As to the deliberate ignorance instruction, the Court found that Juarez loses on this argument, too. The judge instructed the jury they could conclude that Juarez knowingly joined the conspiracy if it found that Juarez “deliberately closed his eyes to what would otherwise have been obvious to him.” Due to concerns that a jury will convict a defendant for what he should have known rather than the appropriate legal standard, the Fifth circuit has often cautioned against the use of the deliberate ignorance instruction. United States v. Demmitt, 706 F.3d 665 (5th Cir. 2013). The Court found that a deliberate ignorance instruction is rarely appropriate; it should only be given “where the evidence shows (1) subjective awareness of a high probability of the existence of illegal conduct, and (2) purposeful contrivance to avoid learning of the illegal conduct.” United States v. Jones, 664 F.3d 966, 979 (5th Cir. 2011). The Court found the following to be indications that maybe Juarez should have known there was a problem:
- Juarez regularly received payments in cash;
- He and his coconspirators met at night clubs to conduct transactions;
- On several occasions he showed co-conspirators firearms he had in his car and offered to sell them although he never asked them why they might be in need of guns;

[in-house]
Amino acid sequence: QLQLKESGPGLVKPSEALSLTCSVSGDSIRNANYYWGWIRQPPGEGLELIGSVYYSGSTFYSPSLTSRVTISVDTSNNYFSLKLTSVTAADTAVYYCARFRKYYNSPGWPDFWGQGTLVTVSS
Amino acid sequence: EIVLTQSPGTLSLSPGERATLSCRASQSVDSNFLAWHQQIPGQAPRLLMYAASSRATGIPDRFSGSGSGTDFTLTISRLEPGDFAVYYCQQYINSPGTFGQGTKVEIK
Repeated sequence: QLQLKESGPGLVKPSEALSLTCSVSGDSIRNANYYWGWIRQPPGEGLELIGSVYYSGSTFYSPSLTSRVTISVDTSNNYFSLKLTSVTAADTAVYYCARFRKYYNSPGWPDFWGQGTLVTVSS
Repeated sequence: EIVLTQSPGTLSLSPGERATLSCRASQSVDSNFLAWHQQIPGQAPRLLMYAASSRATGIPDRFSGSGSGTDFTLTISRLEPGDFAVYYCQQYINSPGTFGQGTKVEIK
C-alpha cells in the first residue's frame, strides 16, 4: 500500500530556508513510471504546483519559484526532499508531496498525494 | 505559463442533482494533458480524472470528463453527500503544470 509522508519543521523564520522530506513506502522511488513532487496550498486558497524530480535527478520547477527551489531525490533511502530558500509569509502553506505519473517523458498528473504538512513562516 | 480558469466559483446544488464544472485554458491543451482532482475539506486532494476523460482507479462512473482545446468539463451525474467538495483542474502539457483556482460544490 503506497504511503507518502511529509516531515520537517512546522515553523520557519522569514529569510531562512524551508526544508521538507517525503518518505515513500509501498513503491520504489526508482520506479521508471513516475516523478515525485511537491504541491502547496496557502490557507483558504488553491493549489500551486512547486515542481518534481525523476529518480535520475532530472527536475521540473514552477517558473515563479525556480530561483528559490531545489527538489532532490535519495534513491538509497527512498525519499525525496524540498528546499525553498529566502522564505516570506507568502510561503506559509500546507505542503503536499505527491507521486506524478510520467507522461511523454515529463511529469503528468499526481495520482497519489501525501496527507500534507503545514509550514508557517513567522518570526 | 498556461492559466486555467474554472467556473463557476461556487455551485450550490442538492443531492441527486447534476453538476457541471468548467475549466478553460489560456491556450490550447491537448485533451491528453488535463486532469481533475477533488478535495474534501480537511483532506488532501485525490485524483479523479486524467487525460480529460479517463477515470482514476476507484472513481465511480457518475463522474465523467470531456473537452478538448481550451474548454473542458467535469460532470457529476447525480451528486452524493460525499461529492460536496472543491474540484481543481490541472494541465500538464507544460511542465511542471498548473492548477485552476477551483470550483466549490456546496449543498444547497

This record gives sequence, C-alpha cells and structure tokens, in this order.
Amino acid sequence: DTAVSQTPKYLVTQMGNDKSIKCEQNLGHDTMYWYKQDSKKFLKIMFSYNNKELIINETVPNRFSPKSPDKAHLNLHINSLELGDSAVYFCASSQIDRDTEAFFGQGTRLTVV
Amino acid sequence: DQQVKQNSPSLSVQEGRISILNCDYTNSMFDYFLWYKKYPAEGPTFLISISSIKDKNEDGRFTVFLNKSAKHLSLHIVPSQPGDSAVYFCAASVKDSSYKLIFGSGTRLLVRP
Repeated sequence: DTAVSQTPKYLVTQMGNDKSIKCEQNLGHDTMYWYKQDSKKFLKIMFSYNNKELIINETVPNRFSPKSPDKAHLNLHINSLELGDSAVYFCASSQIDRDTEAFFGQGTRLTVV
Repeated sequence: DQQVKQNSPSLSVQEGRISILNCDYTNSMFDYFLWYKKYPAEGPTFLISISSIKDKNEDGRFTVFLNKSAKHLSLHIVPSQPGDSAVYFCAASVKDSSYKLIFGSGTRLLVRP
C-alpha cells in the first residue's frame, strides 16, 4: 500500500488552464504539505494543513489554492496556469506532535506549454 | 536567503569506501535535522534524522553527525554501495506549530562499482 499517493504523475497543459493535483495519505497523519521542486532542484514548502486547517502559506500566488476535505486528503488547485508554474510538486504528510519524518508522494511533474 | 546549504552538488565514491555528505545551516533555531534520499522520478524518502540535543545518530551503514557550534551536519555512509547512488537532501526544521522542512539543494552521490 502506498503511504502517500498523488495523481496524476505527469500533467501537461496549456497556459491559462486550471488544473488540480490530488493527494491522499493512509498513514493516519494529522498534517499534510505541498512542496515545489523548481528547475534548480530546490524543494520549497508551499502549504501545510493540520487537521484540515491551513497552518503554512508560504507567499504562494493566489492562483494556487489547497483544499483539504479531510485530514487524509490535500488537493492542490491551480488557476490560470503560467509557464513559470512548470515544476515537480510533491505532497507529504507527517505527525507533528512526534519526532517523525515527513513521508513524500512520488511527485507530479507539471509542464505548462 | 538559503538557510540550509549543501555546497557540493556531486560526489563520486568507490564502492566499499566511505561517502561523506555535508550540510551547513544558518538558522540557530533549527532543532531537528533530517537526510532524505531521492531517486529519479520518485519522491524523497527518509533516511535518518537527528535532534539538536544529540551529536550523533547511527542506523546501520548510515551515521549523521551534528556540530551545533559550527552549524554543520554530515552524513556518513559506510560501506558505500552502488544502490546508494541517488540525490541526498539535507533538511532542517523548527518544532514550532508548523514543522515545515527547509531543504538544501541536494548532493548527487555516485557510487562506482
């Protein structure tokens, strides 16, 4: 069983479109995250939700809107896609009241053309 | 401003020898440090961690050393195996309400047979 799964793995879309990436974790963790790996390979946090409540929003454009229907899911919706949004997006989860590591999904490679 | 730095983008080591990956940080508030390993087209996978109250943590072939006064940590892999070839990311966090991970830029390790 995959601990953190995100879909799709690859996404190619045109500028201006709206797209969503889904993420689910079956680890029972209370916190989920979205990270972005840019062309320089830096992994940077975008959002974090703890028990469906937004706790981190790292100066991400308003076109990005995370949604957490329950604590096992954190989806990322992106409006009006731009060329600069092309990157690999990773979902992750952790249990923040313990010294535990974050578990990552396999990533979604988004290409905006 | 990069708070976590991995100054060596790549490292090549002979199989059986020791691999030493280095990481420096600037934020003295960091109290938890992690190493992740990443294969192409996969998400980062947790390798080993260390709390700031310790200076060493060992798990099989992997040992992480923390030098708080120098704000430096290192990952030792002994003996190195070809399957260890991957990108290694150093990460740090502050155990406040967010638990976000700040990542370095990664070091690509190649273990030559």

- He sold a co-conspirator a bulletproof police vest;
- He socialized with co-conspirators while they were using cocaine;
- He helped co-conspirators identify several federal narcotics agents at a particular restaurant;
- And he used the code words that members of the drug conspiracy used.
So, even though the Fifth Circuit is fairly restrictive in approving of this jury instruction, it was not an abuse of discretion to give it here. And one has to admit, these factors are pretty compelling that Juarez should have harbored some doubts about these “legitimate businessmen.”
Here is where Juarez won his new sentencing hearing: The body-armor sentencing enhancement pursuant to USSG §3B1.5. And this was a big deal. The PSR recommended a 4-level enhancement based on the conduct, so his Guidelines range increased from 188-235 months to 292-365 months. He was sentenced to the full 365. The statute provides for the enhancement when a defendant convicted of a drug trafficking crime or crime of violence uses body armor during the commission of the offense. “Use” is defined as “(A) active employment in a manner to protect the person from gunfire; or (B) use as a means of bartering.” USSG §3B1.5 cmt. n. 1. Here, the district court found that Juarez sold the vests to his co-conspirators and gave the enhancement based on that conduct. Since the statute does not, by its plain language, discuss “selling” then the enhancement is not applicable. So, given all this, the Court found the error was not harmless, and remanded the case for a new sentencing hearing.
Good news for Juarez, but it looks like this dirty cop is still going to have to serve a lengthy prison term.
And here, a picture of a dirty kitten.